Add CBS chief executive Leslie Moonves to the list of network bigwigs who see Aereo as a well-nigh existential threat.
According to Variety, Moonves raised the possibility Tuesday that CBS would abandon its over-the-air broadcasts if the Supreme Court ruled that Aereo did not violate the networks' copyrights. Speaking at an investor conference, Moonves explained his reasoning this way: "If the government wants to give them permission to steal our signal, we will find another way to get them our content and get paid for it."
His remarks were reminiscent of those made last year by a top executive at News Corp., who said the company might yank the Fox stations off the air and turn them into cable TV channels.
To which I say, "Sezmi?"
For those of you with short memories, Sezmi was a well hyped, ambitious start-up that wanted to sell an extremely low-cost alternative to cable. For $20 a month, subscribers would get about two dozen cable networks delivered over the air, along with access to online movie rentals and a personalized channel guide and program recommendations; they'd also have to buy a Sezmi digital video recorder and a sophisticated indoor antenna for tuning in local broadcasts. For $5 a month, they'd get just the online video-on-demand, the channel guide and recommendations.
I liked Sezmi a lot, but evidently not many other people did. It pulled out of the pay-TV business in September 2011, about a year and a half after its commercial launch, having failed to expand its full service beyond its debut city, Los Angeles.
The big problem for Sezmi is the same for Aereo: there simply aren't enough people out there who want less than what other pay-TV operators offer. Sezmi could keep its prices low by not providing some of the most expensive -- and popular -- cable networks, including ESPN, HBO and A&E. Aereo ups its value proposition by enabling people to watch local TV stations' shows through the Internet, making them available anywhere a customer can find a screen and a WiFi connection. But for people who aren't compelled to watch a program when it airs, they have much of that capability already, thanks to Hulu and the broadcast networks' websites.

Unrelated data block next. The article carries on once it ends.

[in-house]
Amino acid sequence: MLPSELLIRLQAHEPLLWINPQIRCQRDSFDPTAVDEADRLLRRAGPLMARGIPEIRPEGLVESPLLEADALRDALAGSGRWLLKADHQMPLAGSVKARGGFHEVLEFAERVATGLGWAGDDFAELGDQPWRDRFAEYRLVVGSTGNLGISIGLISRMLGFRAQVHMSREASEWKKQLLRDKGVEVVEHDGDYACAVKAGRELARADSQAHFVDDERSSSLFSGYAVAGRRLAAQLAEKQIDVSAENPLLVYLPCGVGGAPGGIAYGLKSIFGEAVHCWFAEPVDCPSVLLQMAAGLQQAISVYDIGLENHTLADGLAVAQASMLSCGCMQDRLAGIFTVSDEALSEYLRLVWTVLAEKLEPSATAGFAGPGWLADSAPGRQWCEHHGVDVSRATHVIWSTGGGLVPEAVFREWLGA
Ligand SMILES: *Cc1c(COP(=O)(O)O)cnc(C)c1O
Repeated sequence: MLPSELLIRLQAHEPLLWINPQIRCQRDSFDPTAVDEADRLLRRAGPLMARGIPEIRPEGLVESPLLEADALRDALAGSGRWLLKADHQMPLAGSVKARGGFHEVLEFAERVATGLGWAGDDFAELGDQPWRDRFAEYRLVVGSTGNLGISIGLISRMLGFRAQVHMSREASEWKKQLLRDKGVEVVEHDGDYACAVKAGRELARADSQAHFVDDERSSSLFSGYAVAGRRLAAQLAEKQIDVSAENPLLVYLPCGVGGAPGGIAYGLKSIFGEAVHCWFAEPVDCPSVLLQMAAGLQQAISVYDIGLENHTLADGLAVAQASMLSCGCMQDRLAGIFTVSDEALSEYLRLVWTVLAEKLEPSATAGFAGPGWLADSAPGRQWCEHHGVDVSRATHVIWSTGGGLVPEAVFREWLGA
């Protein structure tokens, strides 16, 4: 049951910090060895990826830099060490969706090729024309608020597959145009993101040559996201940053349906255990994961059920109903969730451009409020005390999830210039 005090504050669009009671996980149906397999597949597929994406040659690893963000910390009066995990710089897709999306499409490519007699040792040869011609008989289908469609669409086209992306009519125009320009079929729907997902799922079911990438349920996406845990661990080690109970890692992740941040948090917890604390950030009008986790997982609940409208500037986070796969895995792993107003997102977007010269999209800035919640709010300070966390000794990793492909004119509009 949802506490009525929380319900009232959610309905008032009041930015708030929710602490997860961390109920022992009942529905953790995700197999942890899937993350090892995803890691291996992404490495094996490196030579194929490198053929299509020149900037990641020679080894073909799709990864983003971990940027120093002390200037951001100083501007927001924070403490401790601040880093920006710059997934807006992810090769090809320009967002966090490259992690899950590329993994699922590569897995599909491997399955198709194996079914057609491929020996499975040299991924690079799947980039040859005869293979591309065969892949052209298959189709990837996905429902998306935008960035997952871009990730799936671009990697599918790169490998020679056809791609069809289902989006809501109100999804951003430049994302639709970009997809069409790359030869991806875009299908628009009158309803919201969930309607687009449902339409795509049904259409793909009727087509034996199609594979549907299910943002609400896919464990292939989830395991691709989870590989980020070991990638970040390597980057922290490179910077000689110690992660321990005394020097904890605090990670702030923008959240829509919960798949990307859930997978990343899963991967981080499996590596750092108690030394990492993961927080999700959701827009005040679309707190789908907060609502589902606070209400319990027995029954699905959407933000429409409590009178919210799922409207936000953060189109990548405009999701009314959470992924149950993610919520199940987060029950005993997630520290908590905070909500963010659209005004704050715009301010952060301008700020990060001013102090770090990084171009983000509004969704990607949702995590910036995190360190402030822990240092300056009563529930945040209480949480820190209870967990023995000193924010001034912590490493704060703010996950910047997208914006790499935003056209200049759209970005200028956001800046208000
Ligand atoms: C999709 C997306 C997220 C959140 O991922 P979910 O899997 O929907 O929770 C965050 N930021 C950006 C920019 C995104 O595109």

So the natural audience for Aereo seems to be a slender group indeed: people willing to pay for a programming lineup that consists of free TV and little else, delivered through the Internet. Maybe they yearn for live TV feeds online, or maybe they have terrible over-the-air reception but don't want to sign up for even the cheapest tier on cable. Regardless, Aereo doesn't seem to be stealing customers away from pay TV operators (which, unlike Aereo, pay CBS, Fox and the other broadcast networks for retransmission rights) so much as it's capturing another segment of the market.
In other words, if Aereo viewers figured into Nielsen's calculations, broadcasters might actually come out ahead.
The real threat that Moonves sees, I suspect, isn't Aereo. It's the legal precedent Aereo would set, which would invite other pay-TV operations to deliver the broadcasters' channels without paying retransmission fees. Hence the apocalyptic rhetoric.
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